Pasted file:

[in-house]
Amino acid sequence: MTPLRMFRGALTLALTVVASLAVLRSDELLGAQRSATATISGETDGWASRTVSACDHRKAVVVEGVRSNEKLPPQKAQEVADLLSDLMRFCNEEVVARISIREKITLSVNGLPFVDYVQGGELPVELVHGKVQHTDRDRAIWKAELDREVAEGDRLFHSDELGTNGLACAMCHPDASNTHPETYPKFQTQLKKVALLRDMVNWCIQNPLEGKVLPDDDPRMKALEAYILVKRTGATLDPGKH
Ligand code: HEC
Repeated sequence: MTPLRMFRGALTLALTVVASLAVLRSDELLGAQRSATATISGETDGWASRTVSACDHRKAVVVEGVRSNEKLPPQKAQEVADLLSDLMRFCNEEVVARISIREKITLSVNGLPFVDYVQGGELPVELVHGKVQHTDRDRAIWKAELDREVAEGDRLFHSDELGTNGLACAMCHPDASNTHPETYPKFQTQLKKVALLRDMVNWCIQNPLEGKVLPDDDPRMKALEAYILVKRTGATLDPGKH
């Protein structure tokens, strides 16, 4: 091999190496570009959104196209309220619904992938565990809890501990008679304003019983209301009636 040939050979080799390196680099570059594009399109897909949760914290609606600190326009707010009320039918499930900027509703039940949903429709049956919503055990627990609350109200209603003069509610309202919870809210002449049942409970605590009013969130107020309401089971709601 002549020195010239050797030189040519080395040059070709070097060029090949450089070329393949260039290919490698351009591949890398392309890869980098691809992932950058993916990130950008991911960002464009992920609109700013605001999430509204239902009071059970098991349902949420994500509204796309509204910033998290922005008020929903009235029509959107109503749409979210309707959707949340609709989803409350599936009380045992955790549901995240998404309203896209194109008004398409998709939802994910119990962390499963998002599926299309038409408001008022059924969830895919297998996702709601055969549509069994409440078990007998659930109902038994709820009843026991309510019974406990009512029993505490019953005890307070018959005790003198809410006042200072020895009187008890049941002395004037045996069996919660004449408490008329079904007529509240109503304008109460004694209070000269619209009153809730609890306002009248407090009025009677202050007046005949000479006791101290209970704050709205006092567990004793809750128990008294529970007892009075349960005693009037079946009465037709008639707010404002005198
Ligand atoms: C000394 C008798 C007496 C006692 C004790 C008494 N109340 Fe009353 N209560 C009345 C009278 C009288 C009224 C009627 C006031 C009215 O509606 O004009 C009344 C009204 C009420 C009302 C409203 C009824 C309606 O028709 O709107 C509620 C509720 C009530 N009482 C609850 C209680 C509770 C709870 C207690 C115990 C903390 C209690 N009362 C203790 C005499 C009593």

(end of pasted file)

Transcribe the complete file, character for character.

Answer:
[in-house]
Amino acid sequence: MTPLRMFRGALTLALTVVASLAVLRSDELLGAQRSATATISGETDGWASRTVSACDHRKAVVVEGVRSNEKLPPQKAQEVADLLSDLMRFCNEEVVARISIREKITLSVNGLPFVDYVQGGELPVELVHGKVQHTDRDRAIWKAELDREVAEGDRLFHSDELGTNGLACAMCHPDASNTHPETYPKFQTQLKKVALLRDMVNWCIQNPLEGKVLPDDDPRMKALEAYILVKRTGATLDPGKH
Ligand code: HEC
Repeated sequence: MTPLRMFRGALTLALTVVASLAVLRSDELLGAQRSATATISGETDGWASRTVSACDHRKAVVVEGVRSNEKLPPQKAQEVADLLSDLMRFCNEEVVARISIREKITLSVNGLPFVDYVQGGELPVELVHGKVQHTDRDRAIWKAELDREVAEGDRLFHSDELGTNGLACAMCHPDASNTHPETYPKFQTQLKKVALLRDMVNWCIQNPLEGKVLPDDDPRMKALEAYILVKRTGATLDPGKH
């Protein structure tokens, strides 16, 4: 091999190496570009959104196209309220619904992938565990809890501990008679304003019983209301009636 040939050979080799390196680099570059594009399109897909949760914290609606600190326009707010009320039918499930900027509703039940949903429709049956919503055990627990609350109200209603003069509610309202919870809210002449049942409970605590009013969130107020309401089971709601 002549020195010239050797030189040519080395040059070709070097060029090949450089070329393949260039290919490698351009591949890398392309890869980098691809992932950058993916990130950008991911960002464009992920609109700013605001999430509204239902009071059970098991349902949420994500509204796309509204910033998290922005008020929903009235029509959107109503749409979210309707959707949340609709989803409350599936009380045992955790549901995240998404309203896209194109008004398409998709939802994910119990962390499963998002599926299309038409408001008022059924969830895919297998996702709601055969549509069994409440078990007998659930109902038994709820009843026991309510019974406990009512029993505490019953005890307070018959005790003198809410006042200072020895009187008890049941002395004037045996069996919660004449408490008329079904007529509240109503304008109460004694209070000269619209009153809730609890306002009248407090009025009677202050007046005949000479006791101290209970704050709205006092567990004793809750128990008294529970007892009075349960005693009037079946009465037709008639707010404002005198
Ligand atoms: C000394 C008798 C007496 C006692 C004790 C008494 N109340 Fe009353 N209560 C009345 C009278 C009288 C009224 C009627 C006031 C009215 O509606 O004009 C009344 C009204 C009420 C009302 C409203 C009824 C309606 O028709 O709107 C509620 C509720 C009530 N009482 C609850 C209680 C509770 C709870 C207690 C115990 C903390 C209690 N009362 C203790 C005499 C009593």